What is your favorite part about this lifestyle? What is your least favorite part?
I’d say there are too many good parts to even count, but one unexpected one was how being nomadic has put a lot of things in perspective for me. I used to think it was just about a bucket list or seeing new places, but I’ve learned a lot about slowing down to play and explore, connecting with and loving nature and not worrying about things I can’t change. I’m a pretty high-strung type-A personality, so it’s a daily challenge for me.
My least favorite part is that, sometimes, I feel like I’m creating unnecessary work and challenges for myself – sourcing a place to sleep each day, cooking over a portable stove, not having a fridge or other creature comforts of an apartment, having to calculate time zones just to have a phone call. I’m learning to love the process, though. It would certainly be easier to wake up, go to work, pay rent, go out for happy hour, and repeat.
Call me a masochist, but I’ve always enjoyed being challenged.
What were you doing in life before you made this change?
Wondering aimlessly, haha. So I guess not all that much has changed, but now the wandering is physical instead of internal.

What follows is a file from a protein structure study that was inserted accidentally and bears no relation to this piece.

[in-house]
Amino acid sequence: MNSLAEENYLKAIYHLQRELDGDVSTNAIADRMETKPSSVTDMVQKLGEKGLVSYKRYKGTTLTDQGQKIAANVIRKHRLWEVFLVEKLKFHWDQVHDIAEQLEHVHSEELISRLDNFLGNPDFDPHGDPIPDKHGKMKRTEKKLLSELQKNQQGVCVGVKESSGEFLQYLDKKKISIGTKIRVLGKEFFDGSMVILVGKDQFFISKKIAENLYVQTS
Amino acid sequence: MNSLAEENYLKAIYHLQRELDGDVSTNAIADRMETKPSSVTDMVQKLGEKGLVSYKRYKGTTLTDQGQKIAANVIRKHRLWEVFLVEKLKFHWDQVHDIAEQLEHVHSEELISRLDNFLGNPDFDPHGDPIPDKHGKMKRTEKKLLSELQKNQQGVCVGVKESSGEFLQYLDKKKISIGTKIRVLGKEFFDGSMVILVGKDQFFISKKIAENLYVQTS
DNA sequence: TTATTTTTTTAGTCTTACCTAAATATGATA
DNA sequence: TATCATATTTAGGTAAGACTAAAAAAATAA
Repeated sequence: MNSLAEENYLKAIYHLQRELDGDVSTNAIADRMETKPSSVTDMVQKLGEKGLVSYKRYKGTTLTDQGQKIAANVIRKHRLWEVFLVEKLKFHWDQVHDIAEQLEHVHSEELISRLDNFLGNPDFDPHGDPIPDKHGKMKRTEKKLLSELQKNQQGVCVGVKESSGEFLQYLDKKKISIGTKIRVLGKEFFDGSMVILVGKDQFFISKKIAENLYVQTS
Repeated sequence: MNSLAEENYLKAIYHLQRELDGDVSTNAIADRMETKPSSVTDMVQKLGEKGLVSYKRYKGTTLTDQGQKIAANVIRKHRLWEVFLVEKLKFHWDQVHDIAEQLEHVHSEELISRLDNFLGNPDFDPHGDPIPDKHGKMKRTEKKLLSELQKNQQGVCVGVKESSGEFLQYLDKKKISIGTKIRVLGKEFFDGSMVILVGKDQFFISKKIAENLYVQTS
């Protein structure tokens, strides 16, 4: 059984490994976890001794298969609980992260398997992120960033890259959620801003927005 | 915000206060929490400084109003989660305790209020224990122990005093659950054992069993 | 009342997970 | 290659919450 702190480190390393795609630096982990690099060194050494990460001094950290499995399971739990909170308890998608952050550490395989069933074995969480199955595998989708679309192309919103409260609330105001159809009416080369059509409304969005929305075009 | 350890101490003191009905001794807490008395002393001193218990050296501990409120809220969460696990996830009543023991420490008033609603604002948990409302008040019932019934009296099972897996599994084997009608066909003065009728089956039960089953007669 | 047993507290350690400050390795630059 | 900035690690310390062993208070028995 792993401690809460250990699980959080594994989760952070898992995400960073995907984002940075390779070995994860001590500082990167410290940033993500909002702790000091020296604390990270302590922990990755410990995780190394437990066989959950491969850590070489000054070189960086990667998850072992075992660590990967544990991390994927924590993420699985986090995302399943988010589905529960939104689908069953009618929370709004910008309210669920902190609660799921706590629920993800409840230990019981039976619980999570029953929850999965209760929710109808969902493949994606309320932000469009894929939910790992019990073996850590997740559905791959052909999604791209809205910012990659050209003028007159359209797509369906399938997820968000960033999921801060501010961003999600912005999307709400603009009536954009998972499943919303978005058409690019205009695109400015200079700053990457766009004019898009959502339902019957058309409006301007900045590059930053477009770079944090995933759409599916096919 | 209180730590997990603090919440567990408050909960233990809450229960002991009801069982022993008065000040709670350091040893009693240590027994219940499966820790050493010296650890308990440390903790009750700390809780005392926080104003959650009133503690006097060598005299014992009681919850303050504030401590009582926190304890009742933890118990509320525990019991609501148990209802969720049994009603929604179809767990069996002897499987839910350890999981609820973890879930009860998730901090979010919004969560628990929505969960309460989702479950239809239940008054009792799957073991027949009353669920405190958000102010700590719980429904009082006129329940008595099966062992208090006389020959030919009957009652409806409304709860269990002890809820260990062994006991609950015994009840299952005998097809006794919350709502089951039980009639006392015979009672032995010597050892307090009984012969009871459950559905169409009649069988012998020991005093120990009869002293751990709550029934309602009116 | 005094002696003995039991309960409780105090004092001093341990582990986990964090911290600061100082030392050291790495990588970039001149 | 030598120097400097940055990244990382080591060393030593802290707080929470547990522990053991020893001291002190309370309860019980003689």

Three years ago, I was getting ready to graduate college with no inkling of an idea of what I wanted to do. Getting ready to jump into the corporate world and half-heartedly exploring graduate schools. I worked three jobs through college and had kept myself so busy that, on the night of my graduation, I looked up and was kind of like, “uh, so, now what?”
I had reached what I was working toward and realized I didn’t have a plan beyond that.
What are your favorite features of your living situation? Anything specifically unique?
I have this one memory of watching the Milky Way come up while out car camping last summer. It completely changed me. I met other people who have the same lifestyle and was amazed at that instant bond formed.